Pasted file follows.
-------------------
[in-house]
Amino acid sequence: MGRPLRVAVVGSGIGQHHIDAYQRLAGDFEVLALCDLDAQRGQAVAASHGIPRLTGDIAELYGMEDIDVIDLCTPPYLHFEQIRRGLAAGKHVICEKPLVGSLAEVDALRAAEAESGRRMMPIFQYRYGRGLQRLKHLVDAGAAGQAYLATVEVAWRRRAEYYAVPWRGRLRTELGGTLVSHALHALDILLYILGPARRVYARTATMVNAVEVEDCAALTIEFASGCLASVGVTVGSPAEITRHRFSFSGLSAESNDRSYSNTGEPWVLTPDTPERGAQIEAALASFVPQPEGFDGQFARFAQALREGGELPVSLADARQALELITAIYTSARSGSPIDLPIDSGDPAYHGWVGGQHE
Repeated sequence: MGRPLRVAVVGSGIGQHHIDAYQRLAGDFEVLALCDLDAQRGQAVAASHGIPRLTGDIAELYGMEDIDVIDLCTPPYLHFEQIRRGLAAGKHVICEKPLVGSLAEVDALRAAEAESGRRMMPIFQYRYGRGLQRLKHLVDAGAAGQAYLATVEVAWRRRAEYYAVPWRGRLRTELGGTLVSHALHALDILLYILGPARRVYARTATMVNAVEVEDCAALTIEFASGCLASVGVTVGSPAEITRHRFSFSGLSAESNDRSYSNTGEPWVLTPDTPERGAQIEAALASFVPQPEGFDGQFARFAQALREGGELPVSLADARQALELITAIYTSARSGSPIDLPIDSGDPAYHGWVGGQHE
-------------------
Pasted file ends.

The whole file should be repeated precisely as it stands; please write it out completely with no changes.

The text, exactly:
[in-house]
Amino acid sequence: MGRPLRVAVVGSGIGQHHIDAYQRLAGDFEVLALCDLDAQRGQAVAASHGIPRLTGDIAELYGMEDIDVIDLCTPPYLHFEQIRRGLAAGKHVICEKPLVGSLAEVDALRAAEAESGRRMMPIFQYRYGRGLQRLKHLVDAGAAGQAYLATVEVAWRRRAEYYAVPWRGRLRTELGGTLVSHALHALDILLYILGPARRVYARTATMVNAVEVEDCAALTIEFASGCLASVGVTVGSPAEITRHRFSFSGLSAESNDRSYSNTGEPWVLTPDTPERGAQIEAALASFVPQPEGFDGQFARFAQALREGGELPVSLADARQALELITAIYTSARSGSPIDLPIDSGDPAYHGWVGGQHE
Repeated sequence: MGRPLRVAVVGSGIGQHHIDAYQRLAGDFEVLALCDLDAQRGQAVAASHGIPRLTGDIAELYGMEDIDVIDLCTPPYLHFEQIRRGLAAGKHVICEKPLVGSLAEVDALRAAEAESGRRMMPIFQYRYGRGLQRLKHLVDAGAAGQAYLATVEVAWRRRAEYYAVPWRGRLRTELGGTLVSHALHALDILLYILGPARRVYARTATMVNAVEVEDCAALTIEFASGCLASVGVTVGSPAEITRHRFSFSGLSAESNDRSYSNTGEPWVLTPDTPERGAQIEAALASFVPQPEGFDGQFARFAQALREGGELPVSLADARQALELITAIYTSARSGSPIDLPIDSGDPAYHGWVGGQHE